The chief value of money lies in the fact that one lives in a world in which it is overestimated.
– H. L. Mencken
Buy low, sell high. How hard can that be? Well when there is a wave of positive speculation going on, the crowd of amateurs have entered into the game and the media is reporting the results of the strong market interest going. Going with the wave of the enthusiastic buyers becomes an opportunity too good to miss.
However, we as the trader that just presumes to go with the waves will crash and even drown if not careful. The media interest and positive generation of market activity does not reflect how it is all the time. It is essential to be ready for those moments when the markets are operating differently which means making some fundamental elements part of our planning and preparation process.
We have to be able to see what ‘low’ is versus ‘high’ to profit take and in some markets there isn’t a lineal effect. So then we have to be able to spot what phase a stock is in and where the level of resistance is, so that we can exit prior to it topping out. We need to know for each trade we execute what the ideal entry and exit points are, and map that in to what the markets currently appear to be doing.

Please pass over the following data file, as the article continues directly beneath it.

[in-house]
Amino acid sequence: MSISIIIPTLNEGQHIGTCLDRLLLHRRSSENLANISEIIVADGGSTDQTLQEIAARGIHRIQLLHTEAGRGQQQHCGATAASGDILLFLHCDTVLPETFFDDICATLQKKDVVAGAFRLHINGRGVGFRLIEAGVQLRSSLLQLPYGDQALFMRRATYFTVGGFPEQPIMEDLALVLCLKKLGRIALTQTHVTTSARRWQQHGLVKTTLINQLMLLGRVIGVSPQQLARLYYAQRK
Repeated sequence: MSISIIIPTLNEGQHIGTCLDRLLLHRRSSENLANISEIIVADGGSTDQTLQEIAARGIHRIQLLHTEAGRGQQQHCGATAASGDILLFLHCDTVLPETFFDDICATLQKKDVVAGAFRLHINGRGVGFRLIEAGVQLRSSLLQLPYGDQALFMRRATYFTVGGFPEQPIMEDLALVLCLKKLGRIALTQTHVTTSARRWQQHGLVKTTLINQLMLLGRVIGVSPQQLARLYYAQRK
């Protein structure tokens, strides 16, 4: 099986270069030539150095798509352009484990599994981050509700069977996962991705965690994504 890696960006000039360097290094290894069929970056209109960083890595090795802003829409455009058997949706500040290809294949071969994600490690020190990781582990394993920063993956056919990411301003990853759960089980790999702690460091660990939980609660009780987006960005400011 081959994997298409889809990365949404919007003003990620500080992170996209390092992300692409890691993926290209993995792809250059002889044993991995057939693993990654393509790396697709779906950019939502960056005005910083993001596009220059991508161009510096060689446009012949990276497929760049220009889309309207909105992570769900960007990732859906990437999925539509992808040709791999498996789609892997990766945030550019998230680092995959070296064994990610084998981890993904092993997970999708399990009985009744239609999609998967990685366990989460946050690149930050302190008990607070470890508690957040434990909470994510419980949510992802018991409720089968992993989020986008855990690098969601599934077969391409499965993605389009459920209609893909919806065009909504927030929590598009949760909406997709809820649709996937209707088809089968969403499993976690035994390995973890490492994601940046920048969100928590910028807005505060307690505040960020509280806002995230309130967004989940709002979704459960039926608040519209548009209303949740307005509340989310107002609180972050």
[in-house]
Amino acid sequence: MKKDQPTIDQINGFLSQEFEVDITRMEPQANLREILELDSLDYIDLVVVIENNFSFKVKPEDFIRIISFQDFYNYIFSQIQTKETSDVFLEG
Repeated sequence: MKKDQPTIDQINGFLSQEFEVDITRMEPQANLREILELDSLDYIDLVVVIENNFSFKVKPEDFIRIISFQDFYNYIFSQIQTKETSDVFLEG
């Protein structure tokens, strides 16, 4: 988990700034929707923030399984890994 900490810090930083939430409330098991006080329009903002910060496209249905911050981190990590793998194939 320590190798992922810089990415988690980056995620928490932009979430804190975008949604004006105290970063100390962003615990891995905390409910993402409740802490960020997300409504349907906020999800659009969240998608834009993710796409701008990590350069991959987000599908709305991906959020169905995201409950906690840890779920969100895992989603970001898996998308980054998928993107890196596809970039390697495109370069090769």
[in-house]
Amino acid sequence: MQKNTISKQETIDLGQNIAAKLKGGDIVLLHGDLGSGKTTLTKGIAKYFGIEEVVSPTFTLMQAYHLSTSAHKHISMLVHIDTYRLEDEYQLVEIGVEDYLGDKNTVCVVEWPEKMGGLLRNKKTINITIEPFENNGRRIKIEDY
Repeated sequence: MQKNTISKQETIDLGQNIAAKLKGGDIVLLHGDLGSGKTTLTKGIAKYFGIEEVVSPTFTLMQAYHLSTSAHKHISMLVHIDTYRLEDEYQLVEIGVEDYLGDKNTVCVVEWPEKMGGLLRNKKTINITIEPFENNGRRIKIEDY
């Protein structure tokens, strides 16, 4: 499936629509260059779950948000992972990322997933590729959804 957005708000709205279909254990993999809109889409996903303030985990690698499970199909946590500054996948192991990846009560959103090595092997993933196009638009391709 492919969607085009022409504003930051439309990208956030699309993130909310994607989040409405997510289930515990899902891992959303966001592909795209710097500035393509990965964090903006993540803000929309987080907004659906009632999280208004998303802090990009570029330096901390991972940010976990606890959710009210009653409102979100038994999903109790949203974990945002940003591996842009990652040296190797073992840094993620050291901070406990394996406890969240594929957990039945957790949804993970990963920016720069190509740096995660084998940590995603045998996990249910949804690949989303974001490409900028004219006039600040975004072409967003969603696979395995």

One of the fundamental errors that we can make is to presume to be able to spot the current trend of the market and set up trades accordingly. The arrogant presumption is we instinctively know enough to not need to investigate the stock or the surrounding market environment. However the successful trader is the one who takes the time to thoroughly investigate the company and the sector conditions and studies the past fluctuations of the stock. We aim to be this trader.
In this way we can then identify the levels of resistance and plan a far stronger strategy for profit taking as they’ll have entry and exit points based on sound knowledge. We will know if there are any significant announcements in the near future or if it a stock that is likely to become ‘trendy’ thanks to the media. All this knowledge reduces the risk of each trade and also the potential for profit even in adverse market conditions.
The psychology of the crowds means that the enthusiastic amateurs are likely to leap into the market during media hype but equally likely to sell out the instant there appears to some negative news or they see others selling out. Recognising this and knowing the resistance level that is likely to create this reaction is where the sound and prepared trader enters as they can buy in at the start, sell out before resistance level and then buy back when the price drops again.
What makes this possible is the knowledge that we as the prepared trader have gained enough knowledge confidence about the company, so we can more instantly spot the opportunities as they present.
The stock market really isn’t so different to any other market. Get the stock as low as possible and sell it high but with an honest and realistic perspective as to what the market can absorb as the high.
Aim to know about our stock and our market as well as possible, and to be in a position to execute trades with as little risk as possible and for maximum gain.
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